Second important development during the crisis: central banks in a large part of the world engaged in non-conventional measures aimed at absorbing liquidity risk and duration risk from the market. Those central banks engaged in quantitative easing have focused on duration risk and have targeted term premia. The ECB has primarily concentrated on liquidity risk. As I said, we decided to fully accommodate banks’ demand for liquidity in an elastic manner. We also expanded the list of eligible collateral, so that banks could more easily liquefy their balance sheets and mobilise assets that had become scarcely tradable for liquidity purposes with us. The ECB took care of duration risk (or in our case funding risk), indirectly, to the extent that we replaced banks’ intermediate-maturity wholesale market borrowing with our longer- term refinancing operations. As a result, the duration risk vis-à-vis banks that markets did not want to bear migrated, to a certain extent and temporarily, to our balance sheet.
Finally, the third important development during the crisis was that central banks had to substitute for the sudden disruption of interbank market activity and became de facto the “money market intermediary” of last – and sometimes first - resort. For the ECB this was facilitated by the broad range of counterparties accepted in monetary policy operations and its broad collateral framework. Other central banks had to innovate in order to step up their intermediation role by resorting to specific targeted facilities outside their standard operating environment.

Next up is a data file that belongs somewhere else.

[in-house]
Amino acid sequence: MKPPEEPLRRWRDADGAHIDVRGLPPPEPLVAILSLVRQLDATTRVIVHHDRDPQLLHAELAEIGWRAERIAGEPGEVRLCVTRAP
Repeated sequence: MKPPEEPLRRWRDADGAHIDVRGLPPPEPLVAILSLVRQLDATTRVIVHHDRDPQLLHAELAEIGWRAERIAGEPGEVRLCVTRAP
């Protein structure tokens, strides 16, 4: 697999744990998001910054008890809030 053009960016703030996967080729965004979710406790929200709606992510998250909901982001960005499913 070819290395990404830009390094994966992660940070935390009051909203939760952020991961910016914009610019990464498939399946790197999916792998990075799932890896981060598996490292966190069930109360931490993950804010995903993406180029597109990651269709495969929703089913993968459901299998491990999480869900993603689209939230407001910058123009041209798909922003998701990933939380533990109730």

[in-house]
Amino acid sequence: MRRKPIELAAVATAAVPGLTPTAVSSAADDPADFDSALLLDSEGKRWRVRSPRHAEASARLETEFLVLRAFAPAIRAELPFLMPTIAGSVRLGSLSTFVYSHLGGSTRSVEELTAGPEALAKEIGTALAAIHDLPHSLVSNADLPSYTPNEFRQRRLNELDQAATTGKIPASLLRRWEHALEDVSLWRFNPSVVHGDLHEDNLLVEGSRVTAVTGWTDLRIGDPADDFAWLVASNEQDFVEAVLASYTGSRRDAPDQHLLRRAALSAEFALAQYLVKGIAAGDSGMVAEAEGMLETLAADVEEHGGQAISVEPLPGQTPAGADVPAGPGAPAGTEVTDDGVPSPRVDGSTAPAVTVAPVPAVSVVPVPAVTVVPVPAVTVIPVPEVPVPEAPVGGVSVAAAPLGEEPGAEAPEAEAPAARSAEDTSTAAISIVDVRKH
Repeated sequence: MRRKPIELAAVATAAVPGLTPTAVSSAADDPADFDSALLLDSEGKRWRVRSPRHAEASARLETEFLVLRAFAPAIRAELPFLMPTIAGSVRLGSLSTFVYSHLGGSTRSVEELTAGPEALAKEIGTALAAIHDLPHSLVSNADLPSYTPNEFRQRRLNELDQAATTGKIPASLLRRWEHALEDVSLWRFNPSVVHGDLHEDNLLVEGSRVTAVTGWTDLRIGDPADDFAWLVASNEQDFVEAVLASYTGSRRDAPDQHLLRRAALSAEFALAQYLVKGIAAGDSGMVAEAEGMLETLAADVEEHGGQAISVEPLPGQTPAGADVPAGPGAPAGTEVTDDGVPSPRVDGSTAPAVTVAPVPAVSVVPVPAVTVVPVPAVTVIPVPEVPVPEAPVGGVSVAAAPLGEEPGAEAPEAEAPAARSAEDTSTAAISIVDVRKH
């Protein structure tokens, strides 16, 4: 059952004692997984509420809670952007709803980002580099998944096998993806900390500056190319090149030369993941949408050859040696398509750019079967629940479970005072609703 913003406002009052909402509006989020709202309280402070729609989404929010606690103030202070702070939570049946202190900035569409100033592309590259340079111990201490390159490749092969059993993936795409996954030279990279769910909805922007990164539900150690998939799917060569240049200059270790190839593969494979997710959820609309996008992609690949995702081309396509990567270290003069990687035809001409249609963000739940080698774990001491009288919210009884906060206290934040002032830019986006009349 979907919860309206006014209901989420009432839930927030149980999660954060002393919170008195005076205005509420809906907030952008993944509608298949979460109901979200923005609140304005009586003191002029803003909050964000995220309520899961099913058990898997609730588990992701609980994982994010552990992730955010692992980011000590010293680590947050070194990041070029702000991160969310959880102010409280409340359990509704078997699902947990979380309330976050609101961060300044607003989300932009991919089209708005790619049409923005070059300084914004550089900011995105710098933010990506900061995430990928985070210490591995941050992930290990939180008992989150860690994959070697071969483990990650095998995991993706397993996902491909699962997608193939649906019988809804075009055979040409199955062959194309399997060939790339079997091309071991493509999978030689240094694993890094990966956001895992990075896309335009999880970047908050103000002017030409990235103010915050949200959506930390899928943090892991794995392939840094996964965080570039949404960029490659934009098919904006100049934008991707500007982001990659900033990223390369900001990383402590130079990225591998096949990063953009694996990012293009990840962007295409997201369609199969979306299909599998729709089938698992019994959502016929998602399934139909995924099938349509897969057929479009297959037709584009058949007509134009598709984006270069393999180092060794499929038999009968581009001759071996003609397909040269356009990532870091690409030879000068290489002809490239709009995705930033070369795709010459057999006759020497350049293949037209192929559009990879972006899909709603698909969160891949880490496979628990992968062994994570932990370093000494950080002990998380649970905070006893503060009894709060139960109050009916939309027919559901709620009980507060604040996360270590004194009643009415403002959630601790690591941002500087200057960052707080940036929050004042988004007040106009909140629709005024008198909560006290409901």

Modalities and parameters of intervention were adapted to local circumstances, such as the depth and liquidity of financial markets and the degree of intermediation in the financing of the economy, which differ considerably across major economies. Some would argue that it is likely that most of the new instruments may not be needed to the same extent once money market conditions - and more generally the transmission channels of monetary policy- return to normal. But is it so likely? This immediately brings up the question that the panel is posing: “Where to exit to?”. We may want to ask ourselves which elements of our current mode of operation have served us well, and not only as a crisis management tool, and may therefore survive as a more permanent feature of the new steady state.
So, let me share some thoughts on what remains unresolved about the issues that I mentioned at the start. I see four open questions, and I want to be very honest: I will not give answers. First question: the size and degree of symmetry of the interest rate corridor. Second question: the duration and maturity of central bank operations. Third question: the mode of the liquidity provision to banks. And fourth, the shifts in amplitude and quality of collateral pools, and the risk management implications associated with these shifts.